We’re both Korean American, 5-foot-8, and our last name is Lee. That’s about all we have in common.
Christine and I worked for affiliate news companies in Phoenix on the same floor. She worked the early-morning shift, from 3:30 a.m. to noon, as a TV reporter. I worked the day shift for the newspaper.
One day, a human resources representative pulled Christine aside. The person told her they noticed she was in the office until 7 p.m. every day and requested she stop working double shifts.
That reporter they saw in the newsroom was me.
Amy, a Taiwanese American reporter, wrote a heart-wrenching front-page story about a girl with a rare disease that caused her skin to deteriorate upon touch.
A colleague came over to my desk, where I had hung a makeshift sign next to my name plate — “NOT AMY” — because we were mistaken for each other so often. He said: “That was an amazing story today, and it wasn’t even on your beat. How did you find that girl?”
“I didn’t,” I told him. “The other Asian reporter did. It’s on her beat.”
While on assignment together recently, my Chinese American reporter friend Sally was sitting near me. A source that I had spent months trying to get to know walked by her and greeted her with my name.
She wasn’t me.
In every news job I’ve had, I have been confused with another Asian woman reporter — a steady undercurrent in my career. I’m hardly alone in experiencing this, and it’s certainly not just Asians who are confused for each other. There is some science behind people’s failure to grasp cross-racial identification.
If you just cringed, chuckled or rolled your eyes, I’ve been there. These instances are rarely intentional, and can be more embarrassing for the person who made the error than for me. Sometimes it’s genuinely funny. Other times, it’s just awkward.
It took me years to realize that it also stings.
Whether the person acted without malice, the effect is the same: It erases my body of work for someone else’s, simply because their ancestors were born on the same continent as mine. It tells me that my place in journalism — and that of the other Asian reporter they confused me for — is dispensable, interchangeable and indistinguishable. That no matter what I do in my career, I am but an Asian who may or may not have ever worked in journalism at all.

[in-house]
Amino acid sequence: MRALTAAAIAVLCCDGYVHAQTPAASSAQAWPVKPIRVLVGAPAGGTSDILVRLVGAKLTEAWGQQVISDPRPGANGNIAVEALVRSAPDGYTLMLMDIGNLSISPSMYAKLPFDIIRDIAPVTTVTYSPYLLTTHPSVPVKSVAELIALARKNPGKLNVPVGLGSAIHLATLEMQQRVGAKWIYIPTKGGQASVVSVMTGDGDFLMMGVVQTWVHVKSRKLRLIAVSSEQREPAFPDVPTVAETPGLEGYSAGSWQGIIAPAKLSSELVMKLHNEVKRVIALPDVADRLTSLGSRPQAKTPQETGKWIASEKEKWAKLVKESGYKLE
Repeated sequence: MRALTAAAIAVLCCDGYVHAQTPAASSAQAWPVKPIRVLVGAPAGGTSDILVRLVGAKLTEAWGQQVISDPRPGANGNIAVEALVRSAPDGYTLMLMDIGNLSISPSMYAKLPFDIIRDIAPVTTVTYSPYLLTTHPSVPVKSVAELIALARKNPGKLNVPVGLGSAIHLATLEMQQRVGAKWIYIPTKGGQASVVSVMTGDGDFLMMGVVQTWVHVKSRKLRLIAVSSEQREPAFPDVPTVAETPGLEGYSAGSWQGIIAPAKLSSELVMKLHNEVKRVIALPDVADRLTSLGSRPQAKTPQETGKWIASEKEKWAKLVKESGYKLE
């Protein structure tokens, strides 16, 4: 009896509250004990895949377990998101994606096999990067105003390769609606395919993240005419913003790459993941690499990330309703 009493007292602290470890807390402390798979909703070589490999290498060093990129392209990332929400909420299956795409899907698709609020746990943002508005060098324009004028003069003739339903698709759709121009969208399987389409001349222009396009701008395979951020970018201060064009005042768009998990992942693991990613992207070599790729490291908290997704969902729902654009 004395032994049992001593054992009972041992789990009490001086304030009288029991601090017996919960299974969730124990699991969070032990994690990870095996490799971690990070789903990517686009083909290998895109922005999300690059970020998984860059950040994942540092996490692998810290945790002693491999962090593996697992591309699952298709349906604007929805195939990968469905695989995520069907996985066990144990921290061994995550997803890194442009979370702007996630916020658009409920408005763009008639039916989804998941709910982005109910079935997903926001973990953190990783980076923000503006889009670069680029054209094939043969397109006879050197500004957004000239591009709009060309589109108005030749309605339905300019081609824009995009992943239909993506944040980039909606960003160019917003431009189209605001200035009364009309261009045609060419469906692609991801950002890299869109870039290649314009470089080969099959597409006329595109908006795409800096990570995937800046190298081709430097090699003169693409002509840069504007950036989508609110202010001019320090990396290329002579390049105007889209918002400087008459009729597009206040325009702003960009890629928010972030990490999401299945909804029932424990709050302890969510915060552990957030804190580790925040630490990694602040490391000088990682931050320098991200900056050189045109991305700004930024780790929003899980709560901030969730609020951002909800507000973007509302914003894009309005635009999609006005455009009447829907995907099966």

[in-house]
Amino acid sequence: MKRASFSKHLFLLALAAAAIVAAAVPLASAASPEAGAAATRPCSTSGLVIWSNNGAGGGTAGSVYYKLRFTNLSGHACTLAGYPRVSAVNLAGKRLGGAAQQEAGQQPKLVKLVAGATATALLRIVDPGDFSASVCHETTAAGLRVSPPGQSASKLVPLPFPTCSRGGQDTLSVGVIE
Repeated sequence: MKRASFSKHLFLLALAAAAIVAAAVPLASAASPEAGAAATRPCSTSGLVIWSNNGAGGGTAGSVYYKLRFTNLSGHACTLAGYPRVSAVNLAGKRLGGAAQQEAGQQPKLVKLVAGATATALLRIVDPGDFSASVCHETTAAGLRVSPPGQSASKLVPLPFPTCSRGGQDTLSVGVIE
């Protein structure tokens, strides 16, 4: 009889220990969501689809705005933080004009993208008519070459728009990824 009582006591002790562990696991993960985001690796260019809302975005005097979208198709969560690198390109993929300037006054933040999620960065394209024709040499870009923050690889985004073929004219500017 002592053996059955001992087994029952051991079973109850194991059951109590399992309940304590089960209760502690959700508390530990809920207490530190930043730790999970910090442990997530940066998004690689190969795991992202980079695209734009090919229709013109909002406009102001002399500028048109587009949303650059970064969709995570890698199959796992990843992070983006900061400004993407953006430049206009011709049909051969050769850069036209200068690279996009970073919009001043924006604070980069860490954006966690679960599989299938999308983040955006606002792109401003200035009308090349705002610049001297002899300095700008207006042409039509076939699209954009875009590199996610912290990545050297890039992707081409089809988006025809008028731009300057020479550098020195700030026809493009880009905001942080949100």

Sometimes, I’m gaslighted into thinking maybe I actually am the person they think I am. Those moments infuriate me the most.
Strangers approach me to compliment me for speaking at events I don’t remember attending. I thank them, figuring my memory has failed me, and so as not to litigate a kind gesture.
Then I realize later they confused me with another Asian reporter, which fills me with guilt. Should I have pried for details about the event I allegedly attended, then corrected them? That would have been rude, I’m sure. But that other reporter probably worked hard to prepare and rehearse her speech. Why did I thank them for the compliment?
I recently met a new source by phone. He told me we had spoken a few years ago. “Oh, I don’t remember that for some reason, but it’s nice to connect again,” I said, feeling awful that I may have forgotten meeting him.
But as he described our alleged first encounter, it occurred to me that he was confusing me with an Asian reporter who left The Post three years ago.
After we got off the phone, I wondered: Should I have corrected him once I realized it wasn’t me? Would that have started our source relationship on an uncomfortable note? Do I now pretend that she is … me? What if it comes up again in a future conversation?
These instances happen with such frequency that it is impossible for me to quantify.
A successful reporter navigates delicate interactions with other people and emerges with the information she hoped to glean. Preferably, she makes them comfortable enough to take her call again. At the very least, she doesn’t make her news organization look unprofessional.
So I take these instances in stride. I keep my sense of humor and never make a big deal about them. I don’t know exactly what I’ll say if it comes up again with that source, but I won’t be a jerk about it.
But what these interactions ultimately do is hurl my otherness at me, reminding me that I have no ownership over the career I have worked for since I was 15 years old. That I don’t deserve the dignity of earning credit for my accomplishments or owning up to my failures. That I must shoulder the blame of others’ mistakes or somehow share their successes, just because they are Asian and female.
When you peel back the veil of a careless, awkward mistake, you see it for what it truly is: an act of unconscious bias at best, drive-by racism at worst. And it has real consequences for us in the workplace and holds us back in ways we can’t control.
Christine was on air starting at 4:30 a.m. every day, ate “dinner” at 1 p.m., and rarely got to spend time with her friends. Yet she was criticized by company officials because they thought she was me.
Amy earned the trust of a family to tell a beautiful story that sparked empathy among so many of her readers. Yet I got credit for her work.
Sally was away from her young son and husband when we were on the same reporting trip. Yet she was treated as if she weren’t even there, just because I was.
Judge us each on the merits of our individual careers. That I am an Asian woman in journalism does not make me a substitute for any other Asian woman in journalism. The women I’ve been confused with are among the most resilient, most talented, smartest and wittiest people I know — each in her own way.
And, just to be clear, none of them is me.
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